Hands off our network, Bell tells CRTC
BY PETER NOWAK — Bell Canada Inc. is calling on the courts to scrap mandated access by competitors to its network, a move that could jeopardize some smaller companies that sell phone and internet services.
The Montreal-based company on Wednesday filed a leave to appeal with the Federal Court of Canada to overturn a decision made by the Canadian Radio-television and Telecommunications Commission in early March on what the regulator considers essential services.
The CRTC on March 3 reiterated that third-party companies should continue to be able to rent telephone companies' networks in order to provide their own customers with phone and internet services. The regulator considered this network access as essential for smaller companies to offer their services, and for some of them to survive.
In its appeal, Bell said such regulation is no longer necessary now that there is enough competition in phone and internet markets. In home phones, Bell is competing with a number of major cable companies, not to mention Voice over Internet Protocol providers and cellphone carriers. On the internet side, Bell faces competition from cable companies.
Scrapping the access regulations would also bring the CRTC in line with the government's stated policy direction, Bell's chief of regulatory affairs Mirko Bibic told CBCNews.ca. The government in 2006 told the CRTC that it should adopt a more hands-off approach and let market forces determine the telecommunications landscape as much as possible.
"We don't think in the long run it's going to lead to alternative network construction by competitors, which is not good for the telecom industry in Canada and consumers," he said. "We certainly don't think it's in keeping with the policy direction."
Bibic said the decision to open Bell's infrastructure 10 years ago was made in hopes that it would give smaller companies a base from which to build their own networks, but that has not happened. Many of the firms that use Bell's network have instead become dependent on it and have not invested in their own equipment.
"They haven't built much," he said. "The problem is, there's no weaning off. There's an underlying and ongoing and indefinite reliance on access to incumbent networks."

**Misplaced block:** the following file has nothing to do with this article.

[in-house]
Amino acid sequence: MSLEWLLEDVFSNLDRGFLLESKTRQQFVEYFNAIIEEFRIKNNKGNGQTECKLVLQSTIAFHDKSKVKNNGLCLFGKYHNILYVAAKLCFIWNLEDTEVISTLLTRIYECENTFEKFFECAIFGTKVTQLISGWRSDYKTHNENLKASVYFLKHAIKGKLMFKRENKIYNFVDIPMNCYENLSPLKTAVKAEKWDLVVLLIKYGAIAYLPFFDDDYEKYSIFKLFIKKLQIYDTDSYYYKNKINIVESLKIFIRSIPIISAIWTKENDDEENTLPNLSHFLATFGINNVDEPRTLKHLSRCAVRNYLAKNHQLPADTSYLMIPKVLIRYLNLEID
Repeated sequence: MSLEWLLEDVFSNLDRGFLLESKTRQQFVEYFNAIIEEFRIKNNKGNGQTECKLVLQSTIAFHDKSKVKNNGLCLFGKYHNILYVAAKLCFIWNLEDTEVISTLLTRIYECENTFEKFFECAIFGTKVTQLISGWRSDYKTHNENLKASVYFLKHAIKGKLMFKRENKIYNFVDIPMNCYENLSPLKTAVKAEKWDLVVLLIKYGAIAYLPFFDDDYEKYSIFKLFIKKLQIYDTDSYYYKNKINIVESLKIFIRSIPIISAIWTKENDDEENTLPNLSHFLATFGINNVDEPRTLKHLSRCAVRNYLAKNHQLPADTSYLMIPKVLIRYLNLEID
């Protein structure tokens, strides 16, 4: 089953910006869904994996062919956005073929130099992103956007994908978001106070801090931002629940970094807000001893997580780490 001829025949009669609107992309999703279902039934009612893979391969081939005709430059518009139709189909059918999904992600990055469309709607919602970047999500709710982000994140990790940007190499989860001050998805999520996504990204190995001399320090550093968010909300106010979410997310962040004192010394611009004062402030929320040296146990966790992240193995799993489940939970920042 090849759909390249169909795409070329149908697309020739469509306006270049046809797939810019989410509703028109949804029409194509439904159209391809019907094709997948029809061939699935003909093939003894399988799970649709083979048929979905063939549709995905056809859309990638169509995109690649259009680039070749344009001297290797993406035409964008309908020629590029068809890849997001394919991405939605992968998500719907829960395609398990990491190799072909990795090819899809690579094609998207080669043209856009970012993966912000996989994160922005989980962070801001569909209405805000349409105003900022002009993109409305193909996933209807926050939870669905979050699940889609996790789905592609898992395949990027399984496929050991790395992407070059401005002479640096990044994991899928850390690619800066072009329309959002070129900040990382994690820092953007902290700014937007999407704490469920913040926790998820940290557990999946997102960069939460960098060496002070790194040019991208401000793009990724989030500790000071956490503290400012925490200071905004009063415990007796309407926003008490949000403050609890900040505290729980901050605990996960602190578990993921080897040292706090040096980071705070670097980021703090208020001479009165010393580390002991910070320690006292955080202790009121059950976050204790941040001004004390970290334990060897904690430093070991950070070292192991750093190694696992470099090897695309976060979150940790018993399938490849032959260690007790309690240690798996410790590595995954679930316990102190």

Getting rid of the regulations would not mean smaller players would cease getting access to Bell's network, Bibic said. Rather, that access could be commercially negotiated.
Bell's move comes a week after it faced heavy criticism for extending its traffic-shaping policies to the companies that use its network. Bell has for some time been slowing down the internet speeds of customers using certain applications, such as the file-sharing technology BitTorrent, and last week admitted to extending the practice to the smaller companies.
The move kicked into high gear the debate over whether regulation of the internet is needed in Canada, with an NDP MP and a labour union both calling for CRTC intervention.
Critics said Bell's appeal of the essential services decision, if overturned, could dramatically lessen both phone and internet competition.
"This suggests it's an all-out battle between Bell and a lot of the smaller players seeking to provide competition," University of Ottawa law professor Michael Geist told CBCNews.ca. "This is a real cause for concern for consumers as well as the competitive environment in Canada."
Geist and others have criticized Minister of Industry Jim Prentice for his silence on the issue. Prentice was "disinterested" in the issue when it arose in question period in the House of Commons on Wednesday, he said.